June 2, 2020, 2:00 PM Bangkok/Jakarta time.
Registrations are now open and will close on Monday, June 1, 2020, at 6.00 pm Jakarta time.
Click here to register: https://intip.in/RegistrationWebinar12
*Sign Language Interpreters available.
**The Zoominar language is English
COVID-19 and the countermeasures have compromised the life of society, especially the weak, poor, and marginalized. Even though CSOs themselves are exposed to the pandemics and their movements curtailed, they advocate and respond in the public sphere. Still, CSOs must cope with the demand of the new normal with shifting priorities, resources, and accountability. At the regional level, there was ASEAN Chair’s statement on the Collective Response to the COVID-19 Outbreak, and the ASEAN and ASEAN + 3 Special Summits on the COVID-19 Disease was organized. But, have ASEAN leaders provided the space for communities and CSOs to contribute to these decisions?
In collaboration with ICVA and the Humanitarian Advisory Group (HAG), the Secretariat of Indonesia CSO-NGO Network-of-Networks, abbreviated as SEJAJAR, a platform that emerged amidst COVID-19, which so far consisted of 25 cross-sector national networks and 600 NGOs in 34 provinces, organizes this Zoominar to provide the opportunity for CSO networks to pose that very question: 1) To what extent the people-centered principle, a cornerstone of ASEAN Charter, plays out in the decision making for the response, recovery from COVID-19; and from there, 2) what are the niches for CSOs in the “new normal” in ASEAN?
Puji Pujiono (Senior Advisor, Pujiono Centre)
1. Achsanul Habib (Director of Human Rights and Humanitarian Affairs, Foreign Ministry Indonesia)
2. Qingrui Huang (Acting Regional Representative for Asia and the Pacific, International Council of Voluntary Agencies)
3. Kate Sutton (Director, Humanitarian Advisory Group)
4. Adelina Kamal (Executive Director, AHA Centre)
5. Rahmawati Husein (Vice-Chair, Muhammadiyah Disaster Management Center)
6. Rene “Butch” Meily (President, Philippine Disaster Resilience Foundation)
7. Prof. Datuk Dr. Denison Jayasooria (Co-Chair, Malaysian CSO-SDG Alliance)
8. Pansy Tun Thein (Executive Director, Local Resource Centre, Myanmar)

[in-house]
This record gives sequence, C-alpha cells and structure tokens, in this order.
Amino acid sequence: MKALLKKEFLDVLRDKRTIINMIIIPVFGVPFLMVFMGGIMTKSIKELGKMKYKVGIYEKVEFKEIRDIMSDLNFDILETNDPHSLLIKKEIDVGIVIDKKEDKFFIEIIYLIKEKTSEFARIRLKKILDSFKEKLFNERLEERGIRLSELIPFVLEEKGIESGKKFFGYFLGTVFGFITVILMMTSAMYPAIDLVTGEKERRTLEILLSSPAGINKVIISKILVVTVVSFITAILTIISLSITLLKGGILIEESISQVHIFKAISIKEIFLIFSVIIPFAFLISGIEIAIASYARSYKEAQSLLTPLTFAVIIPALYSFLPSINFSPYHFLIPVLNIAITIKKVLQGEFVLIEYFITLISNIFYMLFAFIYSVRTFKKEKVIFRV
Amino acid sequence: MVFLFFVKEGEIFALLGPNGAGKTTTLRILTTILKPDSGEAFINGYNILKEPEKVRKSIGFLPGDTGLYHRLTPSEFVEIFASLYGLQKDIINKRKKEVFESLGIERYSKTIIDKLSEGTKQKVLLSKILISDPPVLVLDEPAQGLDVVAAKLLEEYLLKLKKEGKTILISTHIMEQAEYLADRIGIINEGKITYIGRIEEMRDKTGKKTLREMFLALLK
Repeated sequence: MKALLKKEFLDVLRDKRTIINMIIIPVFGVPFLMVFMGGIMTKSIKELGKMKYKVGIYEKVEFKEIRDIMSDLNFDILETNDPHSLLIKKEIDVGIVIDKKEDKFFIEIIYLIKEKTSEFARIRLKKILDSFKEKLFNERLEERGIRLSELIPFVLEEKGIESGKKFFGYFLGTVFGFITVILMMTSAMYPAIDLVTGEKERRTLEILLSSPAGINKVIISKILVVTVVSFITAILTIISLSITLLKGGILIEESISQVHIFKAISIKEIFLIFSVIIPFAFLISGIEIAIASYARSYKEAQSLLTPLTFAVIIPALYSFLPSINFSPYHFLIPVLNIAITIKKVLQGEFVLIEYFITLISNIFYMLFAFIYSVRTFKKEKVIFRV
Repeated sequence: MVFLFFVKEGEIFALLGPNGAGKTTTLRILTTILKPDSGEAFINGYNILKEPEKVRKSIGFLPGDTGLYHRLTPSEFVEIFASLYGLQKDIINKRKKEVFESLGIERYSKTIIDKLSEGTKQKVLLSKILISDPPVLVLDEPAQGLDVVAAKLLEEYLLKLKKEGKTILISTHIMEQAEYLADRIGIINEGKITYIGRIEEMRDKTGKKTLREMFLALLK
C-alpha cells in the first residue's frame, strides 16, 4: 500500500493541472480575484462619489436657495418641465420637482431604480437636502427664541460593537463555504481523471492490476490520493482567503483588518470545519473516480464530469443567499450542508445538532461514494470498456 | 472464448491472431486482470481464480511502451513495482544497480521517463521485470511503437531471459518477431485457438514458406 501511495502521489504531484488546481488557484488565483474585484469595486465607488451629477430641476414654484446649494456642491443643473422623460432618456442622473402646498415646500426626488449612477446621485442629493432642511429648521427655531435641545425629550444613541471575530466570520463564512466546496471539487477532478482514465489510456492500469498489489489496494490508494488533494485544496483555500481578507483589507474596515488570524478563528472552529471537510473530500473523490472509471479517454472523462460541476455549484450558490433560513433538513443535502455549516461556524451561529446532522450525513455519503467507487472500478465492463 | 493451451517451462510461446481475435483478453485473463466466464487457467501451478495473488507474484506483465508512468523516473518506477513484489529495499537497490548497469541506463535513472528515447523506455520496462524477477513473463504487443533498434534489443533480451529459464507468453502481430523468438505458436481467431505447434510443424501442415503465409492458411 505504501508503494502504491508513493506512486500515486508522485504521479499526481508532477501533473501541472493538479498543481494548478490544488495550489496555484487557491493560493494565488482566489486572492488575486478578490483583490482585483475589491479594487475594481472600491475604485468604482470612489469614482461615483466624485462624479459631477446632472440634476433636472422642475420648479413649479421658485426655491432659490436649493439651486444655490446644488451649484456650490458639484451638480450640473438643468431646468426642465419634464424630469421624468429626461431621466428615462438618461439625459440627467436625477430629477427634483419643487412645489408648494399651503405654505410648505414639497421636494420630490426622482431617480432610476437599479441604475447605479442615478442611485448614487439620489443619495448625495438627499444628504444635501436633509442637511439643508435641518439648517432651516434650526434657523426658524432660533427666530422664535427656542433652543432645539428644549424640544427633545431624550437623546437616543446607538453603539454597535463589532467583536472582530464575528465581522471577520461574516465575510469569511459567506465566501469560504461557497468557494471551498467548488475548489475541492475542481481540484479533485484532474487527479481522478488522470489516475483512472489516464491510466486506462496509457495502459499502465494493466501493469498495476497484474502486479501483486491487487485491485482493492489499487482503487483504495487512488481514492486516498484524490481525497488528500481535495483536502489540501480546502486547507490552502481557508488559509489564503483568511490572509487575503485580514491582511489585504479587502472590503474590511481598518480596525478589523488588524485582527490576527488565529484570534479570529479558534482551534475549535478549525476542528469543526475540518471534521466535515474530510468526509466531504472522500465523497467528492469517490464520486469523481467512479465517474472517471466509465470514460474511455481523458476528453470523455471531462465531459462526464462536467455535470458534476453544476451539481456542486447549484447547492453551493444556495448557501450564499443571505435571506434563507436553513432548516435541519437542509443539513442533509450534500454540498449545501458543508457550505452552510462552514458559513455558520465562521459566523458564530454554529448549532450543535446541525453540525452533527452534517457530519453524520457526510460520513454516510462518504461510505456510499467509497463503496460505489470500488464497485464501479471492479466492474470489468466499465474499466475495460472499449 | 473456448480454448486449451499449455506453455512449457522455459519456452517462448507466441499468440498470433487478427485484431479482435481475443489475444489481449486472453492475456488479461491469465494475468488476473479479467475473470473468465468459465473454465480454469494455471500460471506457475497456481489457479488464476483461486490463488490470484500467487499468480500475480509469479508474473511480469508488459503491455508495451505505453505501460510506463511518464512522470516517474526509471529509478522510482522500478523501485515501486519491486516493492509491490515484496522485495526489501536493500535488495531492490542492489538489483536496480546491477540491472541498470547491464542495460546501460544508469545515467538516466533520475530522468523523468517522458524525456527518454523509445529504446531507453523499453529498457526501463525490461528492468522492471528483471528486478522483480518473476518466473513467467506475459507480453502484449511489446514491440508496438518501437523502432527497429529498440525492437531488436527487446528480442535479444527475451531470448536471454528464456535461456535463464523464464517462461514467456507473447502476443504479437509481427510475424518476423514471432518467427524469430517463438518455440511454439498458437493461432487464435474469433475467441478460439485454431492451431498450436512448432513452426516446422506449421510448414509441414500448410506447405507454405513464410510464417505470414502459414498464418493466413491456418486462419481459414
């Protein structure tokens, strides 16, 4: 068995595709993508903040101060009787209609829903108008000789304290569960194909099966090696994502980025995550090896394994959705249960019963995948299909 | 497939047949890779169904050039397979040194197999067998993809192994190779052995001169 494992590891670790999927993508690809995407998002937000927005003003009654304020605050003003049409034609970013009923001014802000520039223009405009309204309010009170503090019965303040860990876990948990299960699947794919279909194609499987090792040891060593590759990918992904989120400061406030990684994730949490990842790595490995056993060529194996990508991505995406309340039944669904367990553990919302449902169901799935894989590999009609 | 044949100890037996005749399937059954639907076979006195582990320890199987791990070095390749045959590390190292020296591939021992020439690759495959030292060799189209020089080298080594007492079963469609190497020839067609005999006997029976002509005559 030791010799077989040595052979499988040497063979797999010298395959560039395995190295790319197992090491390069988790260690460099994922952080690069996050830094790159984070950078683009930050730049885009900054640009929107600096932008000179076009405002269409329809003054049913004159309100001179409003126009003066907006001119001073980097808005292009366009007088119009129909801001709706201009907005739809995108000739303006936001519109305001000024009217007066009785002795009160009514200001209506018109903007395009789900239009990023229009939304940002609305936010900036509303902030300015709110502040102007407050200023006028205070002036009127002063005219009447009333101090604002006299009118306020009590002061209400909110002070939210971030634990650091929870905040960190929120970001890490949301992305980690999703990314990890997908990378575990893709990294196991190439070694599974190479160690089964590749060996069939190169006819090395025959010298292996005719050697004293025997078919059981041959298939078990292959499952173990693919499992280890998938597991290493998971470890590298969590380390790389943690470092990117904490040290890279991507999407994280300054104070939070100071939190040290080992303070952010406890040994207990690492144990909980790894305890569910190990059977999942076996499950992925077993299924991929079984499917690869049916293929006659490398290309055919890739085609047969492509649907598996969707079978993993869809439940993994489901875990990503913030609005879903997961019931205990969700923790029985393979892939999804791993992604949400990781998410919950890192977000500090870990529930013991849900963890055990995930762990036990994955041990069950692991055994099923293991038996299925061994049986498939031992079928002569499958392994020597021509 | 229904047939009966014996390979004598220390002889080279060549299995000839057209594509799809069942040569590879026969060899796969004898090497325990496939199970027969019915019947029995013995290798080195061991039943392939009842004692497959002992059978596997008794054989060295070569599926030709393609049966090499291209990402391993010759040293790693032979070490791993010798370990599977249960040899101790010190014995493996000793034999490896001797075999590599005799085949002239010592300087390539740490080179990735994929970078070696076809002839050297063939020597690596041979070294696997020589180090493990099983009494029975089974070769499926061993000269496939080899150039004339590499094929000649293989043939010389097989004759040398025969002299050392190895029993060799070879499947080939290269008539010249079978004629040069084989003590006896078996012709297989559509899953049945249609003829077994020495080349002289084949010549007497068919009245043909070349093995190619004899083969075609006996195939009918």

9. Sam Sovann (Chairman of the Steering Committee, Cambodia Humanitarian Forum)
10. Sok Phoeuk (Country Representative, ADPC in Cambodia)
For more information:
wa.me/62818119227 (Siti Istikanah)
COVID-19 has arrived at a time of unprecedented global need, with a record 168 million people already requiring humanitarian assistance at the beginning of 2020. World hunger levels have been rising since 2015 with over 820 million people going hungry on a daily basis and 135 million people experienced acute food insecurity in 2019.
While efforts are currently concentrated on the immediate response to the virus, the longer-term impact of response measures on the extreme poor must be considered now to best manage the devastating effects of the pandemic in the coming months.
In this series of webinars, Concern will examine the impact of COVID-19 and the associated global response on fragile states from three angles: hunger, poverty and conflict.
Bringing together policy makers, academics and humanitarian practitioners, these discussions will examine why investment and action is needed now to minimize the impact of COVID-19 on those who are furthest behind.
Containing a pandemic in fragile and conflict-affected states: the importance of peace
Dr. Caitriona Dowd, Assistant Professor in Security Studies, Dublin City University
Dr. Alex de Waal, Executive Director of the World Peace Foundation,
Abdi Rashid Haji Nur, Country Director, Concern Worldwide Somalia
Jenny McAvoy, Director of Protection, Humanitarian Policy & Practice Team, InterAction
Patrick Haughey, Humanitarian Director, Department of Foreign Affairs, Ireland